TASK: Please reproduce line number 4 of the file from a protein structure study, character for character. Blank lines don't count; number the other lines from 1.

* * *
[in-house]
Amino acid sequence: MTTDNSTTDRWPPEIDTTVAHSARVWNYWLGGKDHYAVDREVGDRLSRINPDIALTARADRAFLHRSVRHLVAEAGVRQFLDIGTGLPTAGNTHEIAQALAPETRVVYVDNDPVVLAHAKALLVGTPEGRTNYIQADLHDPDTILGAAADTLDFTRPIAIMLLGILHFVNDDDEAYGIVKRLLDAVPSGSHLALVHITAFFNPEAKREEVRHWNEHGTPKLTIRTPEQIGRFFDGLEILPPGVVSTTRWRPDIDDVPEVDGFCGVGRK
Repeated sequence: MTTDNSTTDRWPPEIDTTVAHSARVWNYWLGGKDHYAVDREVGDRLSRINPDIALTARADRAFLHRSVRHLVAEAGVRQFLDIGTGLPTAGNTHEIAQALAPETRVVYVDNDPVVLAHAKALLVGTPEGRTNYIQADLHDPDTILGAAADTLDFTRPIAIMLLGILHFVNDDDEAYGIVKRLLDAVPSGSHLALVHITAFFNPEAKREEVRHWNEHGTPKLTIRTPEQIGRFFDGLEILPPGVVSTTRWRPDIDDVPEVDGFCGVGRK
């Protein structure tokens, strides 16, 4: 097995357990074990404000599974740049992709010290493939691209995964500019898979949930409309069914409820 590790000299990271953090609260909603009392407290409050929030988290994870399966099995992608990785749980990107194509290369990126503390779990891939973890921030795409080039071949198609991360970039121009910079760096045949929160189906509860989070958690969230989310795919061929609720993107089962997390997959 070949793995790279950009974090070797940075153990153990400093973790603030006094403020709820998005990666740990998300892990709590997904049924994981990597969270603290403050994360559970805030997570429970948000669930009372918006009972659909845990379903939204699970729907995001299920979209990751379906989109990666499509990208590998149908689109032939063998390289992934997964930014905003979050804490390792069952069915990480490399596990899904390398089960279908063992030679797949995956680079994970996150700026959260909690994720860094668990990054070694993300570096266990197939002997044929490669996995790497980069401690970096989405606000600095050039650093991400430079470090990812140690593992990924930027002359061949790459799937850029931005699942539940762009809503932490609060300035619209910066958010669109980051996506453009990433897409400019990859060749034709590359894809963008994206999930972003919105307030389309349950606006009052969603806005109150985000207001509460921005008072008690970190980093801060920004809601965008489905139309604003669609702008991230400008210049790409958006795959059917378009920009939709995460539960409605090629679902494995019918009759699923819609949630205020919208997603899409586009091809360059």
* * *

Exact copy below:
């Protein structure tokens, strides 16, 4: 097995357990074990404000599974740049992709010290493939691209995964500019898979949930409309069914409820 590790000299990271953090609260909603009392407290409050929030988290994870399966099995992608990785749980990107194509290369990126503390779990891939973890921030795409080039071949198609991360970039121009910079760096045949929160189906509860989070958690969230989310795919061929609720993107089962997390997959 070949793995790279950009974090070797940075153990153990400093973790603030006094403020709820998005990666740990998300892990709590997904049924994981990597969270603290403050994360559970805030997570429970948000669930009372918006009972659909845990379903939204699970729907995001299920979209990751379906989109990666499509990208590998149908689109032939063998390289992934997964930014905003979050804490390792069952069915990480490399596990899904390398089960279908063992030679797949995956680079994970996150700026959260909690994720860094668990990054070694993300570096266990197939002997044929490669996995790497980069401690970096989405606000600095050039650093991400430079470090990812140690593992990924930027002359061949790459799937850029931005699942539940762009809503932490609060300035619209910066958010669109980051996506453009990433897409400019990859060749034709590359894809963008994206999930972003919105307030389309349950606006009052969603806005109150985000207001509460921005008072008690970190980093801060920004809601965008489905139309604003669609702008991230400008210049790409958006795959059917378009920009939709995460539960409605090629679902494995019918009759699923819609949630205020919208997603899409586009091809360059």